What is Diastolic Hypertension

Defining diastolic hypertension

Diastolic blood pressure is the number on the bottom of the fraction that represents the total of the blood pressure number.

In other words, in a blood pressure of 120/80, the diastolic blood pressure is the number represented by "80".

What Does The Diastolic Measurement Mean?

While the systolic (upper number in the fraction) represents the pressure on your arteries as your heart contracts and pushes blood poured into your arteries, the diastolic one is the pressure that is present in your arteries after the contraction has happened and the heart has relaxed. 

In other words, with every beat of your heart, you have one number that represents the pressure in your arteries during the contraction (systolic) and one number that represents the pressure on your arteries after the contraction (diastolic).

Why Is The Diastolic Blood Pressure Measurement Important?

When you measure blood pressure, both your systolic and diastolic measurements are important. Hypertension is one of the most common diseases in the United States, and it is also often a "silent" disease, meaning that there are no symptoms with it. However, it can cause severe damage, including damage to the heart, lungs, kidneys, etc. In fact, about every major organ and system in the body, including the arteries themselves.

Previously, it was thought that having diastolic hypertension (a high diastolic pressure) was a much greater concern than having a high systolic one. However, recent studies now suggest that at least for people 50 and older, high systolic pressures are of greater concern than high diastolic. 

Nonetheless, diastolic hypertension may still be of greater concern to people under the age of 50.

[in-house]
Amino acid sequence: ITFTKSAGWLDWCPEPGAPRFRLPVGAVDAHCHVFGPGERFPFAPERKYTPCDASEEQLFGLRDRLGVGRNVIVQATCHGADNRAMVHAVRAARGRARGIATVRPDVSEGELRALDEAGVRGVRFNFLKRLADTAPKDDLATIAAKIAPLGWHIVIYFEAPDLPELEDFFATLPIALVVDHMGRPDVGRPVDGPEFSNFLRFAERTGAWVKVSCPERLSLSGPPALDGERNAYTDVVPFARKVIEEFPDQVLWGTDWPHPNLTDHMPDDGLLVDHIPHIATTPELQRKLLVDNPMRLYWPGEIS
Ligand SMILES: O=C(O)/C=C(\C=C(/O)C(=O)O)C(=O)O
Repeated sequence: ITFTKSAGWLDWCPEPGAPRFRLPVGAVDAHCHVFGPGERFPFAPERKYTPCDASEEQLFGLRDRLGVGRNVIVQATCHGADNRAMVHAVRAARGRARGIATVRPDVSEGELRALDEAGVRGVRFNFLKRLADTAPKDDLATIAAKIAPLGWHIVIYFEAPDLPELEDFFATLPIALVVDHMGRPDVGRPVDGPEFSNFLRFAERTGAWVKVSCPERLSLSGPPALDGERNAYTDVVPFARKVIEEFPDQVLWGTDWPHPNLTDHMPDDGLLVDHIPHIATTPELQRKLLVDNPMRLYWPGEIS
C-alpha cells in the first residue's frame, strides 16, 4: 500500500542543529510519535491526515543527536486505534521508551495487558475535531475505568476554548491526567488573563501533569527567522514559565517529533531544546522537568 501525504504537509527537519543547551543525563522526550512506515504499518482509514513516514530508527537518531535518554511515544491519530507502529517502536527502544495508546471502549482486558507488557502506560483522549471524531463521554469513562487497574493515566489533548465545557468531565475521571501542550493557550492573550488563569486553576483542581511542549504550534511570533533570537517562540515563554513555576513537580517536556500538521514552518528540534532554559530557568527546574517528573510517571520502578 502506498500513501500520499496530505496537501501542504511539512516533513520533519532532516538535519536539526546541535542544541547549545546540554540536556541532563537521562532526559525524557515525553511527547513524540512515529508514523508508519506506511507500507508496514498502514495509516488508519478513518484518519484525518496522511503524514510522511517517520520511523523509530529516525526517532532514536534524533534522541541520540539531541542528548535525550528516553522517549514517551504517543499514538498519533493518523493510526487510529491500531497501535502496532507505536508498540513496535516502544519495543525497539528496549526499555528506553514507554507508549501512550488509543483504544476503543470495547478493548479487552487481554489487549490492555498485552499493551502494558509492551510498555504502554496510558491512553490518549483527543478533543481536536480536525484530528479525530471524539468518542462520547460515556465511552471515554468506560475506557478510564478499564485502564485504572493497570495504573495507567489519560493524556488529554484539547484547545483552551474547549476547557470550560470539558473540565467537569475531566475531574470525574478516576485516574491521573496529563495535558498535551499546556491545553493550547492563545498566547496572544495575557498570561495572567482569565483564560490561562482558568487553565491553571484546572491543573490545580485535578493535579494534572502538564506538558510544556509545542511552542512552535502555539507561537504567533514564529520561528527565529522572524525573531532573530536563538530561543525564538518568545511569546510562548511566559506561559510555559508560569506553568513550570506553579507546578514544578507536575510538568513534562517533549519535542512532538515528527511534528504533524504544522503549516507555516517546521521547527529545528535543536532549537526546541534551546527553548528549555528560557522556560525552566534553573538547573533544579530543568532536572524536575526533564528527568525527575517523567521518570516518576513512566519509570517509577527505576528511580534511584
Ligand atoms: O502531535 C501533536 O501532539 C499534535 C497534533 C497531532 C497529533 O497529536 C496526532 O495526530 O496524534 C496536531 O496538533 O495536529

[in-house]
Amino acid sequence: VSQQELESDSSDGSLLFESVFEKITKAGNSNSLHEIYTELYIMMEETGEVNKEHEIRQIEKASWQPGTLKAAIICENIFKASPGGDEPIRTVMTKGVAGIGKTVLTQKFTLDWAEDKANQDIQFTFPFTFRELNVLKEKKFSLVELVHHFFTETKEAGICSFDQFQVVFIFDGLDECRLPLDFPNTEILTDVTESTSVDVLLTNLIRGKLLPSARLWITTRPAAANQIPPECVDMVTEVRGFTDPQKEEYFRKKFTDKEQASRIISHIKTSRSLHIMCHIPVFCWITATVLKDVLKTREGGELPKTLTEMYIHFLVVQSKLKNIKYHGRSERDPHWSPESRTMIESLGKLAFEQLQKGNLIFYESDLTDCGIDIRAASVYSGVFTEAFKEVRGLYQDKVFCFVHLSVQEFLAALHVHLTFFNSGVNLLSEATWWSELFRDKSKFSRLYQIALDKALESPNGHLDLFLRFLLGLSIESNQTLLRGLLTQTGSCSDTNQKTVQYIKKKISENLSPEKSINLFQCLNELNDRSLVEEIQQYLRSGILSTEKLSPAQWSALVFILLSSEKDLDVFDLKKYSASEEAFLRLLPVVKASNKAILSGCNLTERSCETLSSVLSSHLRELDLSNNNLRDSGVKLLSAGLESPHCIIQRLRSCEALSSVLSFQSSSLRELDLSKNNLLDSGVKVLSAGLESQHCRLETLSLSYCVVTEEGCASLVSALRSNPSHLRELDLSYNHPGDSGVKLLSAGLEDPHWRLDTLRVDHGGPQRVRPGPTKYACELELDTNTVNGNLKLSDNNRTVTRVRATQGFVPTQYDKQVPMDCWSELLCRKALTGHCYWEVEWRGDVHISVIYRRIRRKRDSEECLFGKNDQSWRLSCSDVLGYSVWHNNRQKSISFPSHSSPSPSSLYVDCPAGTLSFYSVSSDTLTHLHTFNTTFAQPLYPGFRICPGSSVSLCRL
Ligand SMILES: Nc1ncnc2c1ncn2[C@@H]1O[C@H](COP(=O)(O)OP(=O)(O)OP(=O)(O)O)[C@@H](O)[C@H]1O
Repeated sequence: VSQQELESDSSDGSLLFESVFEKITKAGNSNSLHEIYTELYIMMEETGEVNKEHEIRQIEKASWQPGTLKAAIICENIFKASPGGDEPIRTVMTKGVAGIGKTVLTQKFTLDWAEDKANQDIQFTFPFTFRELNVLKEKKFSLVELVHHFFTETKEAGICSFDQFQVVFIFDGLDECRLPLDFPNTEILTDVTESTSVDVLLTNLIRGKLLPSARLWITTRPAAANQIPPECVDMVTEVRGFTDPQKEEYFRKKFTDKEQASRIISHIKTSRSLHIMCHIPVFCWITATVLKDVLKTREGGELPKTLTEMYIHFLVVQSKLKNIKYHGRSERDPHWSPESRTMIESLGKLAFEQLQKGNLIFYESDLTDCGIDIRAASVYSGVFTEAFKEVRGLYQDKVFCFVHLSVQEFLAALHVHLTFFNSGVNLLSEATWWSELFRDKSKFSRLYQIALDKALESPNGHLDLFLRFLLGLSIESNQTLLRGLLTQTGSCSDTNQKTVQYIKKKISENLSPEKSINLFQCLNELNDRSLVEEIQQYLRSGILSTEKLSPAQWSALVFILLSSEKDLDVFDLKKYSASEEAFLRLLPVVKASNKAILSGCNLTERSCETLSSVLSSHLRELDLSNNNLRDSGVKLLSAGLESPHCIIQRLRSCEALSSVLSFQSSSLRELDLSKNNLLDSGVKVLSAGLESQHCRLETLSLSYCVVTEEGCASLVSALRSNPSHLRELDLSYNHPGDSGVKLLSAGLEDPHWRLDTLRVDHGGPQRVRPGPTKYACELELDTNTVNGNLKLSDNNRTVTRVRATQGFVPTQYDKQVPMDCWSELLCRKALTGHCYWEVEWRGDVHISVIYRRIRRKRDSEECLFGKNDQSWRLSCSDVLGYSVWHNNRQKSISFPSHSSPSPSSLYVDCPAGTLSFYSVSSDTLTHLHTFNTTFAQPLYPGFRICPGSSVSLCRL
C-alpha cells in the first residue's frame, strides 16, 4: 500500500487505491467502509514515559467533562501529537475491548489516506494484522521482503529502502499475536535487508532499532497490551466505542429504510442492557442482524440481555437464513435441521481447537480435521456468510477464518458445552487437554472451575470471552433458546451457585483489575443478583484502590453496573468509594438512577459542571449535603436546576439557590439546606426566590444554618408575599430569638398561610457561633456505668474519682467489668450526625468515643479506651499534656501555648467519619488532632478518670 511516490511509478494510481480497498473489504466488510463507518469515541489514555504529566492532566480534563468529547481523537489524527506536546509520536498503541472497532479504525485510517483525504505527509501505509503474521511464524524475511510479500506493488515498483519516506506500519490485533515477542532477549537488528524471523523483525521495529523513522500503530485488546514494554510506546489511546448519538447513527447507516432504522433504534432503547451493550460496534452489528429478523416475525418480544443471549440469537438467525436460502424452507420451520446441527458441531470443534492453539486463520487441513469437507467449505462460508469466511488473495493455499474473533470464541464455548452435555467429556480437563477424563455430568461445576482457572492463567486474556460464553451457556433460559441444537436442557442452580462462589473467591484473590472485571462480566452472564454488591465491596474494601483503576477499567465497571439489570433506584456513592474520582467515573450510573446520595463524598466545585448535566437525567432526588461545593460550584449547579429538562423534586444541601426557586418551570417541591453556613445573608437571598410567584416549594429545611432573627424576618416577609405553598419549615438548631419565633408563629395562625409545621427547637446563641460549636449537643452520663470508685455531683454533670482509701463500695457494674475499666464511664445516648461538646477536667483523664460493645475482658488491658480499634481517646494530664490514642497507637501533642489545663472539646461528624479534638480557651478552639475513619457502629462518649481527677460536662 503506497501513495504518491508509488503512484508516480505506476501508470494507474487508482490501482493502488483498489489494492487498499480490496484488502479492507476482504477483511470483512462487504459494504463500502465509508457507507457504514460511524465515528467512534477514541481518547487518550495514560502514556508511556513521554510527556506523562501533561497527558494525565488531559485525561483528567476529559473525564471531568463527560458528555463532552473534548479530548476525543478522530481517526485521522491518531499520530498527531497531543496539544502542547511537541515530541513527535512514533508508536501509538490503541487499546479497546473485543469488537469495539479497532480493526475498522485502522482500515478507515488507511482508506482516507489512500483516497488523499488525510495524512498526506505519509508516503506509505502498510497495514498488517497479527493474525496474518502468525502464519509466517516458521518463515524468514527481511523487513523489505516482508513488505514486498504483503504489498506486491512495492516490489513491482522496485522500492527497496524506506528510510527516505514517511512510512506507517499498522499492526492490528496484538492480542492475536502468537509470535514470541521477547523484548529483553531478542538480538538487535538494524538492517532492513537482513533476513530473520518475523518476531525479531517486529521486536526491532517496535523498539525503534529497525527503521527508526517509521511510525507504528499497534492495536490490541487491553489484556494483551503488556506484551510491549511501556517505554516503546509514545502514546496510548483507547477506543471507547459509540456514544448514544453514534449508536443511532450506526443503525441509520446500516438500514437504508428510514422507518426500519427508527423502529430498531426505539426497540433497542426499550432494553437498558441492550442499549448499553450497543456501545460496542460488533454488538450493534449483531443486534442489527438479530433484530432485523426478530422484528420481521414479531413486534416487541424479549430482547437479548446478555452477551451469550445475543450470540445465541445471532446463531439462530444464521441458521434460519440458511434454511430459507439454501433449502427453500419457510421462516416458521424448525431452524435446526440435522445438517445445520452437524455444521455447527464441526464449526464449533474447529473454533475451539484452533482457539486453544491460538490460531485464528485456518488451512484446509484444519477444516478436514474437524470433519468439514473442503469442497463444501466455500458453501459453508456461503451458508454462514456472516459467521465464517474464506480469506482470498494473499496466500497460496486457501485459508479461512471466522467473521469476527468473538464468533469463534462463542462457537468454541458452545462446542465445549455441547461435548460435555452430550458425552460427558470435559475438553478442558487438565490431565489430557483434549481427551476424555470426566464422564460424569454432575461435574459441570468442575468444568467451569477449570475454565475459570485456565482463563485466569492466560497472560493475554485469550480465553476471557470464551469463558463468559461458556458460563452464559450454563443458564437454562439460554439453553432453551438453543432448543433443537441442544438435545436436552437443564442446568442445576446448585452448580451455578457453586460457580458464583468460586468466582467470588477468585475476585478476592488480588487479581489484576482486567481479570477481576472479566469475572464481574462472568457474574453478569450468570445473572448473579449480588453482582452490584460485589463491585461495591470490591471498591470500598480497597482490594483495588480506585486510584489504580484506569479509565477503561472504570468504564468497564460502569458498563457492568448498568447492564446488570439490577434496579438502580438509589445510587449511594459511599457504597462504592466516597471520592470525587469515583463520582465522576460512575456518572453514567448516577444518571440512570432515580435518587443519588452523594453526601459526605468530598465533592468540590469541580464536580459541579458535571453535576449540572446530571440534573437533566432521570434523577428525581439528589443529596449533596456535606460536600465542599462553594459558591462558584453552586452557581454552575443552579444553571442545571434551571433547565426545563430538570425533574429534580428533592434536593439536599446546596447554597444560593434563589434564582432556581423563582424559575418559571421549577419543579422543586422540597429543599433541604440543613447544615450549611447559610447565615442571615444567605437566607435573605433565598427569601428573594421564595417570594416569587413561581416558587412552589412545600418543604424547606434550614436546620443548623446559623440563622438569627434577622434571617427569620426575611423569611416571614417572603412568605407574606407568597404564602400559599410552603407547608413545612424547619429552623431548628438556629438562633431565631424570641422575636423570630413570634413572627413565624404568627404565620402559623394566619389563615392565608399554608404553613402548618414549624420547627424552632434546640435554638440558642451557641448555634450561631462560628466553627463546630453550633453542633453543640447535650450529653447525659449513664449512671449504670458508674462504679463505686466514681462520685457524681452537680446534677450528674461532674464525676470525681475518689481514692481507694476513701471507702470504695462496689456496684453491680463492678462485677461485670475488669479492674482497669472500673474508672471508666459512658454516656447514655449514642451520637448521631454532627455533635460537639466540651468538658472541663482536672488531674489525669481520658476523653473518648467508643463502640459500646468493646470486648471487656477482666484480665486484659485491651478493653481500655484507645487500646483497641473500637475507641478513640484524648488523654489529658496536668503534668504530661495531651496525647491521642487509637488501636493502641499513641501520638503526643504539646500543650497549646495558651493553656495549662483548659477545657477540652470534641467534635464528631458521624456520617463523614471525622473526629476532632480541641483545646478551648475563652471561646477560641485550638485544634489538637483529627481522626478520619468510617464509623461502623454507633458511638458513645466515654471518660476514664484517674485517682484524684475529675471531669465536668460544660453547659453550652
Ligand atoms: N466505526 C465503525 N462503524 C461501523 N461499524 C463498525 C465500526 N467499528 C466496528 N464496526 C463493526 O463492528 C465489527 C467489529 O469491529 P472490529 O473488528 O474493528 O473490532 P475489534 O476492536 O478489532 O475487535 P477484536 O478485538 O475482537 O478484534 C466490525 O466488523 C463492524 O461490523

Low Diastolic Blood Pressure

For best results, when the doctor or nurse takes your blood pressure, try not to be nervous; this can artificially raise it. Sit comfortably and relax as much as you can. You can also lie down if you wish.

To take your blood pressure, the nurse or doctor will wrap a cuff around your upper arm, just above your elbow. This cuff will fit snugly; the cuff itself is inflatable, and it will be tightened while the doctor places a stethoscope on the crook of your arm and watches a mercury column with numbers. Then, he or she begins to slowly deflate the cuff while listening through the stethoscope to your pulse.

Both the diastolic and systolic numbers are usually taken during a blood pressure measurement.

The systolic pressure is the number at which the doctor first hears your pulse as he or she is letting the air out of the cuff; the diastolic is the number at which the doctor first hears your pulse "disappear" when he or she is listening. The two numbers give your full blood pressure reading.

You can also measure the blood pressure at home with automatic gauges; these gauges do not require the ability to listen through a stethoscope or watch a mercury column. Instead, they are completely automatic. 

A healthy diastolic pressure is generally considered to be 80 or below for most people. It is important to maintain good cardiovascular health particularly because of the organs that can experience damage from prolonged high blood pressure.

Learn about the isolated systolic hypertension


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